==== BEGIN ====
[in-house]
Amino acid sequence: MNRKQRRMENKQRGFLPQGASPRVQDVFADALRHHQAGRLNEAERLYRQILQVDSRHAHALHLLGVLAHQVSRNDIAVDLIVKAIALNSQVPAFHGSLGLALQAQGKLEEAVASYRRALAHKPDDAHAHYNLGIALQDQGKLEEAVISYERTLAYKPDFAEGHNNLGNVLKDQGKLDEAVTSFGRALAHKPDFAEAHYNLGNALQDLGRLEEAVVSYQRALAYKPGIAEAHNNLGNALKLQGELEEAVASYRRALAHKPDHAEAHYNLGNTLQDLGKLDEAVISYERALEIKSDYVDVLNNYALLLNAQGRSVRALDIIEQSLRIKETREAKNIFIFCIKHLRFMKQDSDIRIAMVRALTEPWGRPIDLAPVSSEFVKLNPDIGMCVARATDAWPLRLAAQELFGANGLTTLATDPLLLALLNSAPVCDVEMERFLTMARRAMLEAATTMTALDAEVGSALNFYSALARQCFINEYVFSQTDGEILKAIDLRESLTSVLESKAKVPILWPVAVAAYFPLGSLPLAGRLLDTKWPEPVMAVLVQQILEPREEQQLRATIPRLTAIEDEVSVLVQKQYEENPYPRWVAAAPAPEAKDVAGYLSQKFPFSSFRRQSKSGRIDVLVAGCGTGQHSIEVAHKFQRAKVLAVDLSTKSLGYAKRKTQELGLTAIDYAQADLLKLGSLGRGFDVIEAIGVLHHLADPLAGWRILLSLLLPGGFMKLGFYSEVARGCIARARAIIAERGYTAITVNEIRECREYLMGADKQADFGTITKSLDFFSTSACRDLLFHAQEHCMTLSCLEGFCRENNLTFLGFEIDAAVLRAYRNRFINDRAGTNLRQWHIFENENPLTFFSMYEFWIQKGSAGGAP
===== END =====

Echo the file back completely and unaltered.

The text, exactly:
[in-house]
Amino acid sequence: MNRKQRRMENKQRGFLPQGASPRVQDVFADALRHHQAGRLNEAERLYRQILQVDSRHAHALHLLGVLAHQVSRNDIAVDLIVKAIALNSQVPAFHGSLGLALQAQGKLEEAVASYRRALAHKPDDAHAHYNLGIALQDQGKLEEAVISYERTLAYKPDFAEGHNNLGNVLKDQGKLDEAVTSFGRALAHKPDFAEAHYNLGNALQDLGRLEEAVVSYQRALAYKPGIAEAHNNLGNALKLQGELEEAVASYRRALAHKPDHAEAHYNLGNTLQDLGKLDEAVISYERALEIKSDYVDVLNNYALLLNAQGRSVRALDIIEQSLRIKETREAKNIFIFCIKHLRFMKQDSDIRIAMVRALTEPWGRPIDLAPVSSEFVKLNPDIGMCVARATDAWPLRLAAQELFGANGLTTLATDPLLLALLNSAPVCDVEMERFLTMARRAMLEAATTMTALDAEVGSALNFYSALARQCFINEYVFSQTDGEILKAIDLRESLTSVLESKAKVPILWPVAVAAYFPLGSLPLAGRLLDTKWPEPVMAVLVQQILEPREEQQLRATIPRLTAIEDEVSVLVQKQYEENPYPRWVAAAPAPEAKDVAGYLSQKFPFSSFRRQSKSGRIDVLVAGCGTGQHSIEVAHKFQRAKVLAVDLSTKSLGYAKRKTQELGLTAIDYAQADLLKLGSLGRGFDVIEAIGVLHHLADPLAGWRILLSLLLPGGFMKLGFYSEVARGCIARARAIIAERGYTAITVNEIRECREYLMGADKQADFGTITKSLDFFSTSACRDLLFHAQEHCMTLSCLEGFCRENNLTFLGFEIDAAVLRAYRNRFINDRAGTNLRQWHIFENENPLTFFSMYEFWIQKGSAGGAP